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Medical English / By Tom Secrest

Remember to Stop Smoking, While You Still Can

It seems like there is no end of good reasons to stop smoking. Most smokers are aware of the cardiovascular risks that take the form of heart attacks and coronary artery disease and the respiratory risks that take the form of lung cancer, emphysema and COPD. Why people continue to smoke despite these well established medical risks remains a subject of great debate. Certainly we can’t rule out the incredibly addictive potential of the chemicals contained in cigarettes. Additionally, in a world of stress and depression, cigarettes may offer smokers a method of dealing with the repeated psychological traumas that most of us are subjected to on a daily basis. It is also possible that advances in medical science have caused smokers to become ambivalent and believe that their doctor can treat the health problems linked to smoking. Even when it comes to cancer, people may feel that medicine can save them, and perhaps, in many cases, it can.

While advances in medicine have taken the fear out of many diseases, there is one disease that still strikes fear into almost everyone; Alzheimer’s disease (AD). Everyone seems to be aware that science and medicine have no cure and virtually no meaningful treatment for this particular disease. People also know that AD does not kill you outright, it slowly steals your mind, your memories, your family, your friends, and your essence; then much, much later it steals your vitality and the last of your life. It is as though your body holds on, in a fruitless hope that your mind will someday return; of course it never does. If there is any mercy in AD and other forms of dementia, it is that the person with the condition is often oblivious to their gradual deterioration. In the early stages they may notice that they are becoming more forgetful, but as the disease progresses, it becomes the job of family and friends to provide the intensive care needed for someone who has forgotten the world and all those in it.

By this point you may be asking, what has this got to do with smokers? A recent study, published in the Oct. 25th issue of the Archives of Internal Medicine, a study which used an enormous cohort of patients (over 21,000) with over a decade of follow up (1994 - 2008), has revealed that those who smoke, particularly those who smoke heavily, during their midlife years are more than twice as likely to come down with Alzheimer’s or vascular dementia than non-smokers. Almost everyone over 50 has felt the warm breath of AD on the back of their neck. Every time we forget where we put out keys, or an appointment slips our mind, we can’t help but wonder if that’s the beginning. The disease seems to stalk all of us, and whether you come down with it or not, often appears as random as a flip of a coin. This new study indicates that perhaps it is less random than we thought and that midlife smoking doubles the chance of that coin coming down wrong-side-up.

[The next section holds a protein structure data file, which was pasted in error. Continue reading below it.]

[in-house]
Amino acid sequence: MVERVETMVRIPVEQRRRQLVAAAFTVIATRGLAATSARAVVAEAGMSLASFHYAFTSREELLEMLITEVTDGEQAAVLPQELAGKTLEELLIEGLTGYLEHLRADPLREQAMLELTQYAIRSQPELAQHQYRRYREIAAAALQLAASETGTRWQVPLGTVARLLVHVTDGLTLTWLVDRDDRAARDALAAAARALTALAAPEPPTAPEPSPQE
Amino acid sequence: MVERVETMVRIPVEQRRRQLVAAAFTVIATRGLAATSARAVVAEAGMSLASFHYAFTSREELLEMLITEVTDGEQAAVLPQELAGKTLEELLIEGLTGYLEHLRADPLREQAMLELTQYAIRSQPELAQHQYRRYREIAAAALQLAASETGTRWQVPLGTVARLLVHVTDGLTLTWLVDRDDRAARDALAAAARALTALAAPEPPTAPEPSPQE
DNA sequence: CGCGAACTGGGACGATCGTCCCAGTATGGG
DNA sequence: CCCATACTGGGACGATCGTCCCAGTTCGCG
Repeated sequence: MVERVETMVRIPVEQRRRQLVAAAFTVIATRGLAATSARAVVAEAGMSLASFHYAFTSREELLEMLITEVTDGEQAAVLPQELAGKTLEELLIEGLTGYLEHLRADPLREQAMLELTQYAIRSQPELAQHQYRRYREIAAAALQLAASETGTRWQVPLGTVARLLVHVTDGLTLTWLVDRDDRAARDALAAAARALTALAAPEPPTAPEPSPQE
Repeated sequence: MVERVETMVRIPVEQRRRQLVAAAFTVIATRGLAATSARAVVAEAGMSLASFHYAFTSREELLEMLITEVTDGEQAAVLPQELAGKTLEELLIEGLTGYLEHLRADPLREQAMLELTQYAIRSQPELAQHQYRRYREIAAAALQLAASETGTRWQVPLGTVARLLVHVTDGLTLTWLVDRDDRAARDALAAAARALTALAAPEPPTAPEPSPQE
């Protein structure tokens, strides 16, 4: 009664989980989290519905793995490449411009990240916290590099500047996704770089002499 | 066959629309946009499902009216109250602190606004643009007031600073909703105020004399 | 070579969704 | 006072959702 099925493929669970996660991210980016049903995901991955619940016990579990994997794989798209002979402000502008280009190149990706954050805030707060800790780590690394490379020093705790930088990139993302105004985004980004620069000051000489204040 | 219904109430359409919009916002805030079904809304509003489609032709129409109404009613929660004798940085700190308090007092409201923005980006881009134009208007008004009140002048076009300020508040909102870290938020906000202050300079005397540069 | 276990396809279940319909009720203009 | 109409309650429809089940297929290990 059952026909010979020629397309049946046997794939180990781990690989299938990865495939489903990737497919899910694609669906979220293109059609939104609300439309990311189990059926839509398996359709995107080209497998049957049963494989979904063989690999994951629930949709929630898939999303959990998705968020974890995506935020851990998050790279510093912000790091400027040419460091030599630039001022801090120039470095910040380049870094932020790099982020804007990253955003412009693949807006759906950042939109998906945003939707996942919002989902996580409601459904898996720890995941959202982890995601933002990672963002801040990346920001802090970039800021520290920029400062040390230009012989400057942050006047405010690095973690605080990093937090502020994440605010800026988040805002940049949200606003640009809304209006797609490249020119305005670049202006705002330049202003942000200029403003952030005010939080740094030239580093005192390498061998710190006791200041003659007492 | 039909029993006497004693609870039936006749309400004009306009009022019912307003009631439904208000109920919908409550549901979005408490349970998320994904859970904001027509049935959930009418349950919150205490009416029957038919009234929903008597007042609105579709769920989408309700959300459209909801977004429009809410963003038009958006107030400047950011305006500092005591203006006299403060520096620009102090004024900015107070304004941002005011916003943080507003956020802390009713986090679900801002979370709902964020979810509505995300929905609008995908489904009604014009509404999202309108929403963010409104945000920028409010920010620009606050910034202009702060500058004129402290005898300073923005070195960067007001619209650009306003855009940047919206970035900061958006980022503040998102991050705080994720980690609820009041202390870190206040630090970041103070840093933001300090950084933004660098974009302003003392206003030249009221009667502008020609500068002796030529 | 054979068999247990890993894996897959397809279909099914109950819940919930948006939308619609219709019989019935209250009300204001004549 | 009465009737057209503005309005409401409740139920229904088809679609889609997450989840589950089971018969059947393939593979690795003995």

If you are in your midlife years, and you smoke, then that coin has already been flipped and about all you can do wait 20 years to see how it lands. However, if you are young, this study offers you another powerful reason to stop smoking now! A reason to stop before the years slip by and you have smoked deep into your midlife years; a reason to stop before the odds of AD or vascular dementia have been stacked against you.

We all know that smoking is a gamble, this study is just one of many that reminds us that the odds are not in our favor and the house is most likely to win. Under these circumstances, smoking becomes a game best not played.

Live long and well.


  • seem like – vypadat jako (1. p.)
  • be aware of – být si vědomý (2. p.); být si vědom (2. p.); uvědomovat si; uvědomit si
  • despite – navzdory
  • incredibly – neuvěřitelně
  • meaningful – smysluplný, významný
  • outright – úplně, přímo
  • mercy – milosrdenství. soucit
  • oblivious – zapomnětlivý, oblivious to – nehledící na
  • appointment slip – posun objednání
  • circumstances – okolnosti (pl.)


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